Scientists have long believed that an asteroid that struck Earth 66 million years ago contributed to the extinction of the dinosaurs.
But there are countless theories about what exactly happened to our planet and its prehistoric inhabitants after the impact. Some explanations for the disappearance of the dinosaurs blame the debris and soot clouds that extinguished the sun and cooled the planet, while others claim it is harmful gases from worldwide volcanic eruptions or even a major plague.
According to a recent study in the Proceedings journal of the National Academy of Sciences, global cooling was the culprit. On impact, the Chicxulub asteroid ̵
The dinosaurs fried and froze, said Sean Gulick, lead author of the study, in a press release.
Investigation of the Chicxulub Crater
To better understand what happened on this fateful day in the history of our planet, the scientists behind the new study studied the Chicxulub impact crater in depth – a challenging feat, as the crater extends to the depth of 19 km the Gulf of Mexico.
In 2016, Gulick and his colleague Joanna Morgan collected rock samples from part of the crater, where rock and debris were deposited immediately after the impact of the asteroid. So far, no stones from this area have been promoted.
Over the next three years, Gulick and Morgan analyzed the samples to geologically reconstruct a timeline of post-impact events.
"This is an extended record of events we were able to recover within Ground Zero," Gulick said.
The asteroid struck with the power of 10 billion atomic bombs
The timeline showed the following:
Within a minute of the impact, the asteroid drilled a hole that was nearly 100 miles wide into the seafloor, causing it to collapse Bubble pit of molten rock and hot gas. The contents of this fiery cauldron shot up, creating a mountain-high cloud.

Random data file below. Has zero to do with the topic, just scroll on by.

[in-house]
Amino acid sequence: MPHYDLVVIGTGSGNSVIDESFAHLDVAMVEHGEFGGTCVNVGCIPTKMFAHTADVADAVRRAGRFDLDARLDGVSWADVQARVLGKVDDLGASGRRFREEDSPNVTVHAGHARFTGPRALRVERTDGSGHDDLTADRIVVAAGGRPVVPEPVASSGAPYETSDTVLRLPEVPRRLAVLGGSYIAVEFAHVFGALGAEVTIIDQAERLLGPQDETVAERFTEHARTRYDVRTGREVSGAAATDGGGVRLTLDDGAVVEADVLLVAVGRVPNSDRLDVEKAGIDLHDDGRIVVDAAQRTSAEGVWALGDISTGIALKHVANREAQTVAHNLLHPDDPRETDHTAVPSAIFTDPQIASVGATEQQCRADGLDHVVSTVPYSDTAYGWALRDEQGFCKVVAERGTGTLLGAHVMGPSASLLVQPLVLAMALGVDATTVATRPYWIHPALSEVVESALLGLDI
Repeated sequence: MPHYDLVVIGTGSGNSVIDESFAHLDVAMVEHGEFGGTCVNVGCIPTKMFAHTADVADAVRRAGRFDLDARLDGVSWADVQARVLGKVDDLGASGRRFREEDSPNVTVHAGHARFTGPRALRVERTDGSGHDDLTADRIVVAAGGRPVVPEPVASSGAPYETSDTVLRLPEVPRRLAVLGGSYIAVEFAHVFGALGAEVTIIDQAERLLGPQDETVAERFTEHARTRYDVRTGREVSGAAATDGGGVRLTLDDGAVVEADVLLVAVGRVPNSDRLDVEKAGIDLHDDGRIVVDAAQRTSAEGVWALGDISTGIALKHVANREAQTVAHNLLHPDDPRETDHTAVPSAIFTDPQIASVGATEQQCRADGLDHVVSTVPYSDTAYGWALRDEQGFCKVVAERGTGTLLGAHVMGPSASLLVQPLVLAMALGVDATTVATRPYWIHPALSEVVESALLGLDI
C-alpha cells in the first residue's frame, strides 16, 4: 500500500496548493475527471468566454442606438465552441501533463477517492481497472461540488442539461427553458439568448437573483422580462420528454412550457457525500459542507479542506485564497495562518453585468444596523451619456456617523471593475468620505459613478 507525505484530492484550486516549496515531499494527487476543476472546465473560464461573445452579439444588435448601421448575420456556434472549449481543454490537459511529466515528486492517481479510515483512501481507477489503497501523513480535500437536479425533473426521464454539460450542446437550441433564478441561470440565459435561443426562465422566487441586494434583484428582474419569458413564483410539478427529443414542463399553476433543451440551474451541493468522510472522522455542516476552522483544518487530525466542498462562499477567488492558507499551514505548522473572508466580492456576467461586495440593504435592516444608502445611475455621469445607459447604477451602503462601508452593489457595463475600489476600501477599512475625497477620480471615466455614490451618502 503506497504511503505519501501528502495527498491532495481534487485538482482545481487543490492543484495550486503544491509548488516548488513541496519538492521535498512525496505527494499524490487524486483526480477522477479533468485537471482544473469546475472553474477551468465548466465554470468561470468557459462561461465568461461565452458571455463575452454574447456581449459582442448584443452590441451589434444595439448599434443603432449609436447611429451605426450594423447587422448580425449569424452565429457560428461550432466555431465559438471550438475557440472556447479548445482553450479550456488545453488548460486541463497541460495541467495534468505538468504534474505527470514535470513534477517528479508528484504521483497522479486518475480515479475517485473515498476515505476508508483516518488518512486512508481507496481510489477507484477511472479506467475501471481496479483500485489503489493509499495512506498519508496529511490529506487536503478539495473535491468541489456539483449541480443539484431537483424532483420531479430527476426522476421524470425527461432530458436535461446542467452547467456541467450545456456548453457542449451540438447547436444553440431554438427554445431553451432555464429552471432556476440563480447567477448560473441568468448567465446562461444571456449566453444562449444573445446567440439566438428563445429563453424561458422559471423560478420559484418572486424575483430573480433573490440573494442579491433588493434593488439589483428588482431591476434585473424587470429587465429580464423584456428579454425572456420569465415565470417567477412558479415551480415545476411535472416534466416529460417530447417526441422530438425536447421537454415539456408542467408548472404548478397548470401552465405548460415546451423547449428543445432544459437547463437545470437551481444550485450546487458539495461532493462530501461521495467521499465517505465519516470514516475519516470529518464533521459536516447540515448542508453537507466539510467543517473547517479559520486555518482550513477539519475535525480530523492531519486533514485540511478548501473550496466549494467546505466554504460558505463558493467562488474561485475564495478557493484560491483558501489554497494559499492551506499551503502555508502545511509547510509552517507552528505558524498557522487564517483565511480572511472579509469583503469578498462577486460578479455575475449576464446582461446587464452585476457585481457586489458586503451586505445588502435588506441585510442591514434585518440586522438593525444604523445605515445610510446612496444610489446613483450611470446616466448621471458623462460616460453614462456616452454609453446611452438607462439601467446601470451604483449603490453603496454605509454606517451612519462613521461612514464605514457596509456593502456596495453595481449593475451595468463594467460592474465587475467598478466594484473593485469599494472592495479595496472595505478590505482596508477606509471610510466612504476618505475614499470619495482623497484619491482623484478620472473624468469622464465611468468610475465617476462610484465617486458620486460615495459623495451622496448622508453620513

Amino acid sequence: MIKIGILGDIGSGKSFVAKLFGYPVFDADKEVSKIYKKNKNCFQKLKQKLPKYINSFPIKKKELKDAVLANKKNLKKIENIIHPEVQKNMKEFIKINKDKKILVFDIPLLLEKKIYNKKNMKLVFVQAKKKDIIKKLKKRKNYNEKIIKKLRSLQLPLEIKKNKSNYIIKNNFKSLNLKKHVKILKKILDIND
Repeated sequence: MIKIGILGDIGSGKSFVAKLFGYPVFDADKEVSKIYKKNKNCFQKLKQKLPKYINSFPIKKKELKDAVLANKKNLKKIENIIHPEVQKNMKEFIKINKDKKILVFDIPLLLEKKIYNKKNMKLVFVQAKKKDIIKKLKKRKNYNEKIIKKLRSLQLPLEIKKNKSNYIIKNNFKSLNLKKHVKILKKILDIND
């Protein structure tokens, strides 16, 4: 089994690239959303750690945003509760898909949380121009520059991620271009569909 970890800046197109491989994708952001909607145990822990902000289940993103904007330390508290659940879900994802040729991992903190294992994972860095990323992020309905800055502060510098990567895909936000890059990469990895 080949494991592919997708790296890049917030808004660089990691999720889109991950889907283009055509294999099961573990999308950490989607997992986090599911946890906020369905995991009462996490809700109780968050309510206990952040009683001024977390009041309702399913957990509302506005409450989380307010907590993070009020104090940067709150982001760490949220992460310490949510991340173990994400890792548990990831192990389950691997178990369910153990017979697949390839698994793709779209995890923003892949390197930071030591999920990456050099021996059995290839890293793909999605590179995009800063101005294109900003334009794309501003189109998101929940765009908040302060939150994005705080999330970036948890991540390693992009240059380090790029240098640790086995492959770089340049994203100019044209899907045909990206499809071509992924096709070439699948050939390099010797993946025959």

The cloud collapsed within minutes and solidified into rippling peaks of lava and rocky material. These peaks were then covered by more stones, traces of burnt land and charcoal, which were transported there by the ocean waves.
The presence of charcoal is evidence, according to the researchers, that forest fires were inflamed after impact. Some of the fires probably started hundreds of miles from the impact crater.
The authors estimated that the strength of the asteroid corresponded to 10 billion atomic bombs used in World War II.
The space rock would have evaporated the surrounding land and ejected ocean water from the impact site at the speed of a jet plane, Gulick said. This water formed a tsunami hundreds of feet high, possibly reaching into present-day Illinois before retiring.
Gulick told Newsweek that the space rock had penetrated more than 19 kilometers per second, so even dinosaurs 1,000 kilometers from the point of impact were unlikely to live long before the heat reached them.
"Within 1,500 kilometers, you would have seen very little before burning," he said.
The impact released billions of tons of sulfur into the atmosphere.
Dinosaurs were not the only creatures extinct after Chicxulub's strike. Flying pterosaurs and marine predators such as Mosasaurs and Plesiosaurs disappeared as well as 75% of life on the planet.
Read more: T. Rex and other dinosaur skeletons seem almost alive on a series of remarkable photos.
Of course, many creatures died near ground zero, but the mass extinction associated with the asteroid was probably a consequence of what happened after the impact in the atmosphere.
According to the Gulick team, the impact vaporized sulphurous rocks and released a haze of gaseous sulfur in the air that extinguished the sun and cooled the planet.
The scientists came to this conclusion because the samples they excavated contained much sandstone, limestone, and granite, but no sulfur-rich rocks, although the rocks near the impact site should be filled with sulfur. They estimated that at least 357 billion tonnes (325 billion tonnes) of sulfur gas were released into the atmosphere.
For comparison: The eruption of the Krakatoa volcano in 1883 spewed about a quarter of sulfur into the atmosphere as a dinosaur-destroying asteroid. And this volcanic eruption cooled the earth by 2.2 degrees Fahrenheit for five years.
The effects of the Chicxulub asteroid almost certainly lasted much longer than those of Krakatoa, Gulick said.
In the case of Chicxulub, he told Newsweek: "Global temperatures would drop when a sulfate aerosol haze surrounds the planet."
"The Earth would probably not look like the familiar blue marble from space," he added, "and it may take two decades to become completely clear again."